>>>>> trivially-copyable T and produces a copy with the padding zeroed, or takes
>>>>> a T* and zeros the padding inside that T, or similar."
>>>> I think this should be done in-place in memory; producing a copy has
>>>> the problem that you're passing around a value of type T, and that might
>>>> permit the padding bits to become undefined again.
>>>> void __builtin_clear_padding(T *ptr)
>>>> Effects: Set to zero all bits that are padding bits in the
>>>> representation of every value of type T.
>>> Is the intent here that every value stored into a std::atomic (e.g. via
>>> store, exchange, or compare_exchange) would be passed through
>>> __builtin_clear_padding first, before being stored into the atomic object?
>>> And presumably the same would need to occur implicitly for C-style `_Atomic
>>> T`?
>> Yes; see P0582R3 "The Curious Case of Padding Bits" (
>> http://www.open-std.org/jtc1/sc22/wg21/docs/papers/2018/p0528r3.html)
>> for details. The intent is to make compare-exchange work for types with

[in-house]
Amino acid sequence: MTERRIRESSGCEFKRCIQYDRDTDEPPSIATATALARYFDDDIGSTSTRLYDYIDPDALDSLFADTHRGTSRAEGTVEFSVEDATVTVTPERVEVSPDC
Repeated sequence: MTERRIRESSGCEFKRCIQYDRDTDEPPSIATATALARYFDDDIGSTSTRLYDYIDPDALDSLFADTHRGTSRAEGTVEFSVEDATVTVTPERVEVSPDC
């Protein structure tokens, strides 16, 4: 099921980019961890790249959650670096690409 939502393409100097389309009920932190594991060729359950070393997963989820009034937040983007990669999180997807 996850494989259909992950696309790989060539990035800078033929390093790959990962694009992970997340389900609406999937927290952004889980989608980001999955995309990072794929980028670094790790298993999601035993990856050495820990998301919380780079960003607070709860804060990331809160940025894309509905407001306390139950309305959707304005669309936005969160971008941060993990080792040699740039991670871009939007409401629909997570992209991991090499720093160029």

>> padding bits by zeroing those padding bits before storing a value in an
>> atomic or comparing with the value stored in an atomic.
>> I think you rather want to zero out padding bits in the atomic, not in
>> the value, and you want to do it after storing into the atomic (unless
>> you’re doing zeroing, and then copying the non-padding elements one at a
>> time, in which case you could just memset instead of having a builtin).
> Errr...certainly you can't do additional stores into an atomic after
> storing a new value into it, that would kinda ruin the "atomic" part.
> Haha yeah you’re totally right! Ignore me, no idea what I was thinking.